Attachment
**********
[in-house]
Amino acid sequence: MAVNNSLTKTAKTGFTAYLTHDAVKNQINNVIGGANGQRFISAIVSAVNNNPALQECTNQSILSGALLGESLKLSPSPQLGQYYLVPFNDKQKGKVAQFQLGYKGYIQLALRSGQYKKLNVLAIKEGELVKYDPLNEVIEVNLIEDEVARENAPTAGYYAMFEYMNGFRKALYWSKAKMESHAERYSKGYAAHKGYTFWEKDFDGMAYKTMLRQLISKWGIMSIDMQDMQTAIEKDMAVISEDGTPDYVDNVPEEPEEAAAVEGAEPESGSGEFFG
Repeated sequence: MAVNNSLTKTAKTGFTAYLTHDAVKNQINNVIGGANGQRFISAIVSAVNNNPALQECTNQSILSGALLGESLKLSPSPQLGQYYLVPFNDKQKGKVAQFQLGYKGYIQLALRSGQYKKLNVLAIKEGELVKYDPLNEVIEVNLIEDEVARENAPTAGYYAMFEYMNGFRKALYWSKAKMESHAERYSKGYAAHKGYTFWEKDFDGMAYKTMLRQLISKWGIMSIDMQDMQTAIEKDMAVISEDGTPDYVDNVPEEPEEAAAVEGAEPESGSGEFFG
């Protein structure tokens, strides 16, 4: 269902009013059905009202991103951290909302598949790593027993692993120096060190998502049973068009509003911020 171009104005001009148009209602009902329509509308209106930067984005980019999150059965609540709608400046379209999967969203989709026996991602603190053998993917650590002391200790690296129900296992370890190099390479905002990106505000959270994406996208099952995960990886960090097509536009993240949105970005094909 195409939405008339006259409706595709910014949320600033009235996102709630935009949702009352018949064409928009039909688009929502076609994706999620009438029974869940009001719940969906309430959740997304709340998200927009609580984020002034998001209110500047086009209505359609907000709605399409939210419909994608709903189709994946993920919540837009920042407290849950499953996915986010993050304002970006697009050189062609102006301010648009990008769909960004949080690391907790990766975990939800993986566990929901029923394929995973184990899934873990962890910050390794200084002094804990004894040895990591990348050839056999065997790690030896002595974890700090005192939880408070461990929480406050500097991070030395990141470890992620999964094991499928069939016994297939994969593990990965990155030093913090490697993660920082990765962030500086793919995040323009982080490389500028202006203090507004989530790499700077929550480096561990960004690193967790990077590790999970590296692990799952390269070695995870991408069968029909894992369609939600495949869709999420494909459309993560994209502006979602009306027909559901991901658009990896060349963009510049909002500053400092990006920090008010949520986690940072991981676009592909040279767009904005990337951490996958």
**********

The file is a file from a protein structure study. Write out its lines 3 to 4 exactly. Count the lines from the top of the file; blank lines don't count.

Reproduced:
Repeated sequence: MAVNNSLTKTAKTGFTAYLTHDAVKNQINNVIGGANGQRFISAIVSAVNNNPALQECTNQSILSGALLGESLKLSPSPQLGQYYLVPFNDKQKGKVAQFQLGYKGYIQLALRSGQYKKLNVLAIKEGELVKYDPLNEVIEVNLIEDEVARENAPTAGYYAMFEYMNGFRKALYWSKAKMESHAERYSKGYAAHKGYTFWEKDFDGMAYKTMLRQLISKWGIMSIDMQDMQTAIEKDMAVISEDGTPDYVDNVPEEPEEAAAVEGAEPESGSGEFFG
């Protein structure tokens, strides 16, 4: 269902009013059905009202991103951290909302598949790593027993692993120096060190998502049973068009509003911020 171009104005001009148009209602009902329509509308209106930067984005980019999150059965609540709608400046379209999967969203989709026996991602603190053998993917650590002391200790690296129900296992370890190099390479905002990106505000959270994406996208099952995960990886960090097509536009993240949105970005094909 195409939405008339006259409706595709910014949320600033009235996102709630935009949702009352018949064409928009039909688009929502076609994706999620009438029974869940009001719940969906309430959740997304709340998200927009609580984020002034998001209110500047086009209505359609907000709605399409939210419909994608709903189709994946993920919540837009920042407290849950499953996915986010993050304002970006697009050189062609102006301010648009990008769909960004949080690391907790990766975990939800993986566990929901029923394929995973184990899934873990962890910050390794200084002094804990004894040895990591990348050839056999065997790690030896002595974890700090005192939880408070461990929480406050500097991070030395990141470890992620999964094991499928069939016994297939994969593990990965990155030093913090490697993660920082990765962030500086793919995040323009982080490389500028202006203090507004989530790499700077929550480096561990960004690193967790990077590790999970590296692990799952390269070695995870991408069968029909894992369609939600495949869709999420494909459309993560994209502006979602009306027909559901991901658009990896060349963009510049909002500053400092990006920090008010949520986690940072991981676009592909040279767009904005990337951490996958």